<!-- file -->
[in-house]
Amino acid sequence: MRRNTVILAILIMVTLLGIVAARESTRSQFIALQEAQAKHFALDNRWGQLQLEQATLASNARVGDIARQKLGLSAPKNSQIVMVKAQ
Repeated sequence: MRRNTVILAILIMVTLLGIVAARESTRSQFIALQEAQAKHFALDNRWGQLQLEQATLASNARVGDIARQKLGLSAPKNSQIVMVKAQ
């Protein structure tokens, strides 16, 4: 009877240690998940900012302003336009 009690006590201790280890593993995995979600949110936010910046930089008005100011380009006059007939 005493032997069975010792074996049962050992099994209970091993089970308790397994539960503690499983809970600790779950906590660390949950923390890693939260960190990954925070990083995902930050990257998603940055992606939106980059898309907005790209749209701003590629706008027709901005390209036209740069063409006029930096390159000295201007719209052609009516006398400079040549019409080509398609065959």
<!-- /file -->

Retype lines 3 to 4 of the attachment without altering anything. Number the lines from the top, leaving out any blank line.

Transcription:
Repeated sequence: MRRNTVILAILIMVTLLGIVAARESTRSQFIALQEAQAKHFALDNRWGQLQLEQATLASNARVGDIARQKLGLSAPKNSQIVMVKAQ
């Protein structure tokens, strides 16, 4: 009877240690998940900012302003336009 009690006590201790280890593993995995979600949110936010910046930089008005100011380009006059007939 005493032997069975010792074996049962050992099994209970091993089970308790397994539960503690499983809970600790779950906590660390949950923390890693939260960190990954925070990083995902930050990257998603940055992606939106980059898309907005790209749209701003590629706008027709901005390209036209740069063409006029930096390159000295201007719209052609009516006398400079040549019409080509398609065959």